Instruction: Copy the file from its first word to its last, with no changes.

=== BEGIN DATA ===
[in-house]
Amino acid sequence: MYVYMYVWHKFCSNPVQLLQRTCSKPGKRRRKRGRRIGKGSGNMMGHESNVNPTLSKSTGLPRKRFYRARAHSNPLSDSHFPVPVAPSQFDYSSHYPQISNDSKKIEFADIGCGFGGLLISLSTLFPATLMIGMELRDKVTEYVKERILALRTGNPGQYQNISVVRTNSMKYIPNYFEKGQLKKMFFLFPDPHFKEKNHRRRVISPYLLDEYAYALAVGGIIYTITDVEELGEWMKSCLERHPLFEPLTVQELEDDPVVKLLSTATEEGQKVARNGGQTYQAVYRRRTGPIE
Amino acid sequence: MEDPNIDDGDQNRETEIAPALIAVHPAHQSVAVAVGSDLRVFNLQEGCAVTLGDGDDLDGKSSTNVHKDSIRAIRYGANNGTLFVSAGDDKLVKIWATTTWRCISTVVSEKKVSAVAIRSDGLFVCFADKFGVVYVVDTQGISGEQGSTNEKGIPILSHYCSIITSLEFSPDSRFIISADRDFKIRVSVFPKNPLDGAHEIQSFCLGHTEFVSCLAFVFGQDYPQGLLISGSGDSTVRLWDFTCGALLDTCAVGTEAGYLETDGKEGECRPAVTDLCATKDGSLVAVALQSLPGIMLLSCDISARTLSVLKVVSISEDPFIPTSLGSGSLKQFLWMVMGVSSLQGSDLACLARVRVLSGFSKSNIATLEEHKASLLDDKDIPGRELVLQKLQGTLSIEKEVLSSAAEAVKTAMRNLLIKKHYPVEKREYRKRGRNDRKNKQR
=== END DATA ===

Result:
[in-house]
Amino acid sequence: MYVYMYVWHKFCSNPVQLLQRTCSKPGKRRRKRGRRIGKGSGNMMGHESNVNPTLSKSTGLPRKRFYRARAHSNPLSDSHFPVPVAPSQFDYSSHYPQISNDSKKIEFADIGCGFGGLLISLSTLFPATLMIGMELRDKVTEYVKERILALRTGNPGQYQNISVVRTNSMKYIPNYFEKGQLKKMFFLFPDPHFKEKNHRRRVISPYLLDEYAYALAVGGIIYTITDVEELGEWMKSCLERHPLFEPLTVQELEDDPVVKLLSTATEEGQKVARNGGQTYQAVYRRRTGPIE
Amino acid sequence: MEDPNIDDGDQNRETEIAPALIAVHPAHQSVAVAVGSDLRVFNLQEGCAVTLGDGDDLDGKSSTNVHKDSIRAIRYGANNGTLFVSAGDDKLVKIWATTTWRCISTVVSEKKVSAVAIRSDGLFVCFADKFGVVYVVDTQGISGEQGSTNEKGIPILSHYCSIITSLEFSPDSRFIISADRDFKIRVSVFPKNPLDGAHEIQSFCLGHTEFVSCLAFVFGQDYPQGLLISGSGDSTVRLWDFTCGALLDTCAVGTEAGYLETDGKEGECRPAVTDLCATKDGSLVAVALQSLPGIMLLSCDISARTLSVLKVVSISEDPFIPTSLGSGSLKQFLWMVMGVSSLQGSDLACLARVRVLSGFSKSNIATLEEHKASLLDDKDIPGRELVLQKLQGTLSIEKEVLSSAAEAVKTAMRNLLIKKHYPVEKREYRKRGRNDRKNKQR